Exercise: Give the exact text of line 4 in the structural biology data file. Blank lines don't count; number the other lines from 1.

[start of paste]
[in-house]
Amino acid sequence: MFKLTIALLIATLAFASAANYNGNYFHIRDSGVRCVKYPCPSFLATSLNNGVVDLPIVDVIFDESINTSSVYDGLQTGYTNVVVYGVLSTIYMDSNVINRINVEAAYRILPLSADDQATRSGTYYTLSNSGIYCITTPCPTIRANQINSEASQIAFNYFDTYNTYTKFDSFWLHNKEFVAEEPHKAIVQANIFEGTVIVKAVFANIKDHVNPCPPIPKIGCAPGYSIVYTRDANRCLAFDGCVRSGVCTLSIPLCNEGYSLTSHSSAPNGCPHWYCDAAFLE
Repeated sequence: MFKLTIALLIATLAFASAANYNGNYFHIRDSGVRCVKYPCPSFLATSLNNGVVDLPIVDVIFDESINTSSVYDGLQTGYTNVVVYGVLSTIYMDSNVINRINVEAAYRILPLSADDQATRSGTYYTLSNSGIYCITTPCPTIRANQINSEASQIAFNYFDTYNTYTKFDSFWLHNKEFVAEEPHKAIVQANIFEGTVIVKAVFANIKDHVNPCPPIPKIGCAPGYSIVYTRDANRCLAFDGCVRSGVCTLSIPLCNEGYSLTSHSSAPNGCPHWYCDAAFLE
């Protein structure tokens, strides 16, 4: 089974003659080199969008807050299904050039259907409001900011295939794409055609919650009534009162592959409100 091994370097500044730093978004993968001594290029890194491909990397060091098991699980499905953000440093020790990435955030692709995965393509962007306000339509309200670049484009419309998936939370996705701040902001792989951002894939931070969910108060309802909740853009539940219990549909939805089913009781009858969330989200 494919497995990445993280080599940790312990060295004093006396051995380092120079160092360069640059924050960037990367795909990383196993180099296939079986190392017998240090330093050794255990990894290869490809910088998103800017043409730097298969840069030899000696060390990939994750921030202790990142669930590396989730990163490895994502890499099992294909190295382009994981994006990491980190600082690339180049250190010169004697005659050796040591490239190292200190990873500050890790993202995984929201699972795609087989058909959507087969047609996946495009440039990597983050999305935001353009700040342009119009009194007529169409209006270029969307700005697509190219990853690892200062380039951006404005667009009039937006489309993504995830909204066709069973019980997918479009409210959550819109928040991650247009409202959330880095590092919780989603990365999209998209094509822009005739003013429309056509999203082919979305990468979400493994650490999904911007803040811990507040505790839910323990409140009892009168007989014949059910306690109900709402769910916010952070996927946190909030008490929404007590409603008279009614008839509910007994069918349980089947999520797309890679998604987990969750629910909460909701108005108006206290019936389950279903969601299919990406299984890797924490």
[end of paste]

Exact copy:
């Protein structure tokens, strides 16, 4: 089974003659080199969008807050299904050039259907409001900011295939794409055609919650009534009162592959409100 091994370097500044730093978004993968001594290029890194491909990397060091098991699980499905953000440093020790990435955030692709995965393509962007306000339509309200670049484009419309998936939370996705701040902001792989951002894939931070969910108060309802909740853009539940219990549909939805089913009781009858969330989200 494919497995990445993280080599940790312990060295004093006396051995380092120079160092360069640059924050960037990367795909990383196993180099296939079986190392017998240090330093050794255990990894290869490809910088998103800017043409730097298969840069030899000696060390990939994750921030202790990142669930590396989730990163490895994502890499099992294909190295382009994981994006990491980190600082690339180049250190010169004697005659050796040591490239190292200190990873500050890790993202995984929201699972795609087989058909959507087969047609996946495009440039990597983050999305935001353009700040342009119009009194007529169409209006270029969307700005697509190219990853690892200062380039951006404005667009009039937006489309993504995830909204066709069973019980997918479009409210959550819109928040991650247009409202959330880095590092919780989603990365999209998209094509822009005739003013429309056509999203082919979305990468979400493994650490999904911007803040811990507040505790839910323990409140009892009168007989014949059910306690109900709402769910916010952070996927946190909030008490929404007590409603008279009614008839509910007994069918349980089947999520797309890679998604987990969750629910909460909701108005108006206290019936389950279903969601299919990406299984890797924490």